Nurse who poisoned sister’s artichokes slams decision to prosecute her over feud

A nurse who poisoned her sister’s artichokes has slammed the costly decision to prosecute her over a book she wrote justifying her actions.

Grandmother Gillian Leeden, 66, who was found not guilty on the orders of a judge, is furious that the Crown Prosecution Service spent £30,000 on a failed trial.

She said: “The whole case has been a joke. I am on legal aid. It costs thousands and thousands to run a crown court.

“It was a complete waste of public money. I am a nurse and that money could have been spent on the NHS.

“They could have taken me to county court if they didn’t like what I had written.”

Gillian was previously convicted of ­criminal damage after she was caught on CCTV pouring weed killer over her sister Lyndsey Glassett’s veg.

She had become estranged from sisters Deborah Lemay, 68, and Lyndsey, 72, after a row over the care their elderly mother was receiving.

Gillian, of Broxbourne, Herts, wrote a 213-page book, Behind the Artichokes, alleging her sisters had stolen from their mum. She was then ­prosecuted under the ­Malicious Communications Act.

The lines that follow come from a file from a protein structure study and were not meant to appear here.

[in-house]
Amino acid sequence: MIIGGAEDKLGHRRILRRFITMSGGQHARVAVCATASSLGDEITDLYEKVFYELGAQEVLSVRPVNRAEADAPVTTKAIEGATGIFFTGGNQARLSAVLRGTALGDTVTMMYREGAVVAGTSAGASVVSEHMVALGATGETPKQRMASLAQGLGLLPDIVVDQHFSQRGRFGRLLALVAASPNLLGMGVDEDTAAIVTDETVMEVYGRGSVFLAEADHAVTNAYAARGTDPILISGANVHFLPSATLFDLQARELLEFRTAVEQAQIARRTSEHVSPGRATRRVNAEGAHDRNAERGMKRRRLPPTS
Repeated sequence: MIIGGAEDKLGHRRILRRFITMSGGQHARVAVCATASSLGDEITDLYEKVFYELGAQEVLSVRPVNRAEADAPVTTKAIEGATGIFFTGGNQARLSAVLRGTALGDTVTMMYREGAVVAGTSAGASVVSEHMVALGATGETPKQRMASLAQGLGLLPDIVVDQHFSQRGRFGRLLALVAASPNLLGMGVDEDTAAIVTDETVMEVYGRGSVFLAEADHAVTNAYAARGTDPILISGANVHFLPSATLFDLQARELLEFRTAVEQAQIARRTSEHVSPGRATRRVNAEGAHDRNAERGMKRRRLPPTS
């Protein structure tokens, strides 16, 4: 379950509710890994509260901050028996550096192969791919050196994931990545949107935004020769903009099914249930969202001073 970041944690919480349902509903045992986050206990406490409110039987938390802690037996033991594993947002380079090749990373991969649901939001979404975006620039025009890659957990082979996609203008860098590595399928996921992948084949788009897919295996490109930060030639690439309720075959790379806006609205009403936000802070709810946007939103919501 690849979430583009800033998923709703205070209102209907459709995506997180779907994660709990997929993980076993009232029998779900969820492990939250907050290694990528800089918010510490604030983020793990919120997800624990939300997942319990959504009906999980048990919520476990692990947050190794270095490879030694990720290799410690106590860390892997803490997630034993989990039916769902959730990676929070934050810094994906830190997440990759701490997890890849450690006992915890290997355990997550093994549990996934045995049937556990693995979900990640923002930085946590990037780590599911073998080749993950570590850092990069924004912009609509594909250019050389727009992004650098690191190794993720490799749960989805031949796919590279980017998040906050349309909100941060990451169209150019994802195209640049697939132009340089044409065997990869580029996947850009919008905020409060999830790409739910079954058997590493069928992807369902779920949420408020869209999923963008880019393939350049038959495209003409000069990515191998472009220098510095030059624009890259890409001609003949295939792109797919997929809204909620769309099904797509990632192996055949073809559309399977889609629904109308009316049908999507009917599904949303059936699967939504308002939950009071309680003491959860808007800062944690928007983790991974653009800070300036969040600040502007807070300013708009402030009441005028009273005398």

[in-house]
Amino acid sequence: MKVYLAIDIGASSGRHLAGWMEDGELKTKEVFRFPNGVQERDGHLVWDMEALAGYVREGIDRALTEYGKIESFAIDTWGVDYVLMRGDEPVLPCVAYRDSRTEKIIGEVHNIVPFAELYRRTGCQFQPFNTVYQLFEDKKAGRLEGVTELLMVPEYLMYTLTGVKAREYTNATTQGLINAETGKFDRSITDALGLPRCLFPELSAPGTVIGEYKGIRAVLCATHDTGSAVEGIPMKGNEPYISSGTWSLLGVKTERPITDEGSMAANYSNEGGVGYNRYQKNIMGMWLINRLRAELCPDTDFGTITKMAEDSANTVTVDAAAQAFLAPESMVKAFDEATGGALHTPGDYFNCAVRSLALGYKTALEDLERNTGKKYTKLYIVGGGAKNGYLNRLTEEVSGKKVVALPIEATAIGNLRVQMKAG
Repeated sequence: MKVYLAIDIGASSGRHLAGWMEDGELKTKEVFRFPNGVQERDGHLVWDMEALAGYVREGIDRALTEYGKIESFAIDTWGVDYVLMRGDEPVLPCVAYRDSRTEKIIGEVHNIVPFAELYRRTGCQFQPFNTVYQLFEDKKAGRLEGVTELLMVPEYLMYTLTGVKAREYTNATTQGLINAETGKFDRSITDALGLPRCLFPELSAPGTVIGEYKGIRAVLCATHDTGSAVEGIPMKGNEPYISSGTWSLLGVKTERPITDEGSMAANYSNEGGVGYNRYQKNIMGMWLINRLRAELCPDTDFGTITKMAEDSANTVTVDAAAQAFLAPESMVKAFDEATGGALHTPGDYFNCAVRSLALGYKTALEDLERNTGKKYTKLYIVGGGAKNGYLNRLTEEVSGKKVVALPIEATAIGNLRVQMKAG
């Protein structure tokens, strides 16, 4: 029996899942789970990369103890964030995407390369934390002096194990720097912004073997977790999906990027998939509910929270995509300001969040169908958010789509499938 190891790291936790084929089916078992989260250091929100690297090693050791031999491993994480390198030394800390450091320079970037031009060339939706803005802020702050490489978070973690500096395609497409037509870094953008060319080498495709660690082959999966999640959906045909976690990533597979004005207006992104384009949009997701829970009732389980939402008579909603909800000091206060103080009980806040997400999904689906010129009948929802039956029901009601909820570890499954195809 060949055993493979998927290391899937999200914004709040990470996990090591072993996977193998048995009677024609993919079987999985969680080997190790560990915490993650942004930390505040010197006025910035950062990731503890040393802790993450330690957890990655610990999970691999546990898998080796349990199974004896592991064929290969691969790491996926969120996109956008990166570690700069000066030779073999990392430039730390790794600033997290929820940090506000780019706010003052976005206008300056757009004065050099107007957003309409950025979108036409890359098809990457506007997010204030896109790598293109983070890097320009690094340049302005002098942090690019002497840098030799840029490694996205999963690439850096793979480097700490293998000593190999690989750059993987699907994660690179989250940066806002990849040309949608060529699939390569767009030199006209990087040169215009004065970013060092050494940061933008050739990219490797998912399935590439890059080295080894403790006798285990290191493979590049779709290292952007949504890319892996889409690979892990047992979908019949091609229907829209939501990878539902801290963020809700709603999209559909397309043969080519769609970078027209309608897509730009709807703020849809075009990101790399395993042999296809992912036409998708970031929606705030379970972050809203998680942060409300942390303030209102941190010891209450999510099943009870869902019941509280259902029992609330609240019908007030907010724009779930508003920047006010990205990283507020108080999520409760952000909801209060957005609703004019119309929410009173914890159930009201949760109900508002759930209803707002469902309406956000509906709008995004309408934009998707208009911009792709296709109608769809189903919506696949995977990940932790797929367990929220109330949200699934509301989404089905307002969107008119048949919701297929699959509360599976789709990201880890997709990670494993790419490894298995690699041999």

Last Tuesday Judge Stephen Warner repeatedly asked ­prosecutors to consider dropping the case at St Albans crown court.

He said: “Is a criminal trial the ­appropriate forum for this sort of issue? This is ­essentially a family dispute. I would have thought civil courts would resolve the matter.”

He directed the jury to find Gillian not guilty, saying: “There is evidence that information [in the book] was false but there has to be evidence she knew or believed it was false. I have come to a conclusion there is not enough evidence.”

The trial, at an estimated cost of at least £5,000 a day, collapsed after six days.

Speaking home in Norfolk yesterday Deborah said: “The result means she won’t get the treatment she obviously deserves. There is no chance of reconciliation. What she accused us of was absolute fiction.”

The CPS justified the trial, saying “there was sufficient evidence to prosecute” and “it was in the public interest to do so.”

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